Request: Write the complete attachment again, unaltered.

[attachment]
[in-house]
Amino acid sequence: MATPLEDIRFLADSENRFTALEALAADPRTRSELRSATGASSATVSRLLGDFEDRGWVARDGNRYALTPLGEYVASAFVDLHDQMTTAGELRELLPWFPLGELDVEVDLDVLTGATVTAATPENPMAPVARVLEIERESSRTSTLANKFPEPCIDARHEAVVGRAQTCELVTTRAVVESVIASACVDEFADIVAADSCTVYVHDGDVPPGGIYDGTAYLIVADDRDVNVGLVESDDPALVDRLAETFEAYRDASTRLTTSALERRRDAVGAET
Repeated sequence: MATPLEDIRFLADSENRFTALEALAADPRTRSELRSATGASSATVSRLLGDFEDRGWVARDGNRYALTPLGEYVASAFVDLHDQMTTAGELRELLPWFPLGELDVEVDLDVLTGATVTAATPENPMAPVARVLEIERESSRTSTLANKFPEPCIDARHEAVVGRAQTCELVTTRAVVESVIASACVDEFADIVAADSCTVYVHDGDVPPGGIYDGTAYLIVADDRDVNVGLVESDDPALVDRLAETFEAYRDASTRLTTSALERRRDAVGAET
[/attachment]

[in-house]
Amino acid sequence: MATPLEDIRFLADSENRFTALEALAADPRTRSELRSATGASSATVSRLLGDFEDRGWVARDGNRYALTPLGEYVASAFVDLHDQMTTAGELRELLPWFPLGELDVEVDLDVLTGATVTAATPENPMAPVARVLEIERESSRTSTLANKFPEPCIDARHEAVVGRAQTCELVTTRAVVESVIASACVDEFADIVAADSCTVYVHDGDVPPGGIYDGTAYLIVADDRDVNVGLVESDDPALVDRLAETFEAYRDASTRLTTSALERRRDAVGAET
Repeated sequence: MATPLEDIRFLADSENRFTALEALAADPRTRSELRSATGASSATVSRLLGDFEDRGWVARDGNRYALTPLGEYVASAFVDLHDQMTTAGELRELLPWFPLGELDVEVDLDVLTGATVTAATPENPMAPVARVLEIERESSRTSTLANKFPEPCIDARHEAVVGRAQTCELVTTRAVVESVIASACVDEFADIVAADSCTVYVHDGDVPPGGIYDGTAYLIVADDRDVNVGLVESDDPALVDRLAETFEAYRDASTRLTTSALERRRDAVGAET